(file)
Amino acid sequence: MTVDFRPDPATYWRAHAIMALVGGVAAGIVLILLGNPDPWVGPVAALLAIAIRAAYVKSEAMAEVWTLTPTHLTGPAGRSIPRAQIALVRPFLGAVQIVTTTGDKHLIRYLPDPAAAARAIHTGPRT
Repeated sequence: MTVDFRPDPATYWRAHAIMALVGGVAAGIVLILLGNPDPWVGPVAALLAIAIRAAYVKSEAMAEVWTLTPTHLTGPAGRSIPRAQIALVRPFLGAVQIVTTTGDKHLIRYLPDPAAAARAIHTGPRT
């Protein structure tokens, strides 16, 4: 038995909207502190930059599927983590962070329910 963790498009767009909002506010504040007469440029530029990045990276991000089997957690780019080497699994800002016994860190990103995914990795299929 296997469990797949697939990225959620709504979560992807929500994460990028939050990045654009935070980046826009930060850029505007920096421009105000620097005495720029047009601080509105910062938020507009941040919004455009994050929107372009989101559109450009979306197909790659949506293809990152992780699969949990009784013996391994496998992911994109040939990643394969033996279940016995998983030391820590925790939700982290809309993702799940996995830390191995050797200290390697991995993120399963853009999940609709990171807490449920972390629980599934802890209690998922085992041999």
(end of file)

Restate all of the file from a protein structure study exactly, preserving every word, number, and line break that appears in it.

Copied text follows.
Amino acid sequence: MTVDFRPDPATYWRAHAIMALVGGVAAGIVLILLGNPDPWVGPVAALLAIAIRAAYVKSEAMAEVWTLTPTHLTGPAGRSIPRAQIALVRPFLGAVQIVTTTGDKHLIRYLPDPAAAARAIHTGPRT
Repeated sequence: MTVDFRPDPATYWRAHAIMALVGGVAAGIVLILLGNPDPWVGPVAALLAIAIRAAYVKSEAMAEVWTLTPTHLTGPAGRSIPRAQIALVRPFLGAVQIVTTTGDKHLIRYLPDPAAAARAIHTGPRT
């Protein structure tokens, strides 16, 4: 038995909207502190930059599927983590962070329910 963790498009767009909002506010504040007469440029530029990045990276991000089997957690780019080497699994800002016994860190990103995914990795299929 296997469990797949697939990225959620709504979560992807929500994460990028939050990045654009935070980046826009930060850029505007920096421009105000620097005495720029047009601080509105910062938020507009941040919004455009994050929107372009989101559109450009979306197909790659949506293809990152992780699969949990009784013996391994496998992911994109040939990643394969033996279940016995998983030391820590925790939700982290809309993702799940996995830390191995050797200290390697991995993120399963853009999940609709990171807490449920972390629980599934802890209690998922085992041999």